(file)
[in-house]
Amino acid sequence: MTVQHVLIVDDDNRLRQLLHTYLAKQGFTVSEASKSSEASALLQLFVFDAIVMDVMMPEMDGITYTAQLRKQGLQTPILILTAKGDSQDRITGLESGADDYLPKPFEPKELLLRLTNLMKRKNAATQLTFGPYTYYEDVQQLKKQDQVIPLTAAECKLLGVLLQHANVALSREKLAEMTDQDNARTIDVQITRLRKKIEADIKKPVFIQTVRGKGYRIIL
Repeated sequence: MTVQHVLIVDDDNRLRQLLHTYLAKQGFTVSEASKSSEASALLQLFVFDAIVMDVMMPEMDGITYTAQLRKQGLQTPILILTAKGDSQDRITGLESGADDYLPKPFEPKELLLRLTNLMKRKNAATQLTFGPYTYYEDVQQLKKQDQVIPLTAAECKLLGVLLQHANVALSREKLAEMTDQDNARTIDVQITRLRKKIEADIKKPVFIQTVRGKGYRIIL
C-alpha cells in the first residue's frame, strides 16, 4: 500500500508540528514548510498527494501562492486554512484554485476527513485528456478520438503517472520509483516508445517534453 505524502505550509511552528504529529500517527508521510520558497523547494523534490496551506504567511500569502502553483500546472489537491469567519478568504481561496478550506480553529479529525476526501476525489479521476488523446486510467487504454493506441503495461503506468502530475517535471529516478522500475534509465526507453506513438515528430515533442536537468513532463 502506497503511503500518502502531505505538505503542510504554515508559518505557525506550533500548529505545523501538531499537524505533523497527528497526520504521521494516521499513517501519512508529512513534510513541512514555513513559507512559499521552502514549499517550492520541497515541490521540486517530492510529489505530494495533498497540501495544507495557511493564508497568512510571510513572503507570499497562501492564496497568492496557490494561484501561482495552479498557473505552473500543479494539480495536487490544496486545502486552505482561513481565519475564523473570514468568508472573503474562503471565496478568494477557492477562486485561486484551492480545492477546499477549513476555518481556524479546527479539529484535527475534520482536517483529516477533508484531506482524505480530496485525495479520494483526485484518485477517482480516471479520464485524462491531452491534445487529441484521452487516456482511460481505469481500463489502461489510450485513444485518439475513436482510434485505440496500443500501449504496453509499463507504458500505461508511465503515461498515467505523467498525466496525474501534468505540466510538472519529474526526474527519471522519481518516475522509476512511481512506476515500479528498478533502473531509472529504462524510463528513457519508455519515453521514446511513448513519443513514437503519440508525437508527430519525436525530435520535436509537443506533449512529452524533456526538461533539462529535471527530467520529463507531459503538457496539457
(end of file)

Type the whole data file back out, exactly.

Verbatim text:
[in-house]
Amino acid sequence: MTVQHVLIVDDDNRLRQLLHTYLAKQGFTVSEASKSSEASALLQLFVFDAIVMDVMMPEMDGITYTAQLRKQGLQTPILILTAKGDSQDRITGLESGADDYLPKPFEPKELLLRLTNLMKRKNAATQLTFGPYTYYEDVQQLKKQDQVIPLTAAECKLLGVLLQHANVALSREKLAEMTDQDNARTIDVQITRLRKKIEADIKKPVFIQTVRGKGYRIIL
Repeated sequence: MTVQHVLIVDDDNRLRQLLHTYLAKQGFTVSEASKSSEASALLQLFVFDAIVMDVMMPEMDGITYTAQLRKQGLQTPILILTAKGDSQDRITGLESGADDYLPKPFEPKELLLRLTNLMKRKNAATQLTFGPYTYYEDVQQLKKQDQVIPLTAAECKLLGVLLQHANVALSREKLAEMTDQDNARTIDVQITRLRKKIEADIKKPVFIQTVRGKGYRIIL
C-alpha cells in the first residue's frame, strides 16, 4: 500500500508540528514548510498527494501562492486554512484554485476527513485528456478520438503517472520509483516508445517534453 505524502505550509511552528504529529500517527508521510520558497523547494523534490496551506504567511500569502502553483500546472489537491469567519478568504481561496478550506480553529479529525476526501476525489479521476488523446486510467487504454493506441503495461503506468502530475517535471529516478522500475534509465526507453506513438515528430515533442536537468513532463 502506497503511503500518502502531505505538505503542510504554515508559518505557525506550533500548529505545523501538531499537524505533523497527528497526520504521521494516521499513517501519512508529512513534510513541512514555513513559507512559499521552502514549499517550492520541497515541490521540486517530492510529489505530494495533498497540501495544507495557511493564508497568512510571510513572503507570499497562501492564496497568492496557490494561484501561482495552479498557473505552473500543479494539480495536487490544496486545502486552505482561513481565519475564523473570514468568508472573503474562503471565496478568494477557492477562486485561486484551492480545492477546499477549513476555518481556524479546527479539529484535527475534520482536517483529516477533508484531506482524505480530496485525495479520494483526485484518485477517482480516471479520464485524462491531452491534445487529441484521452487516456482511460481505469481500463489502461489510450485513444485518439475513436482510434485505440496500443500501449504496453509499463507504458500505461508511465503515461498515467505523467498525466496525474501534468505540466510538472519529474526526474527519471522519481518516475522509476512511481512506476515500479528498478533502473531509472529504462524510463528513457519508455519515453521514446511513448513519443513514437503519440508525437508527430519525436525530435520535436509537443506533449512529452524533456526538461533539462529535471527530467520529463507531459503538457496539457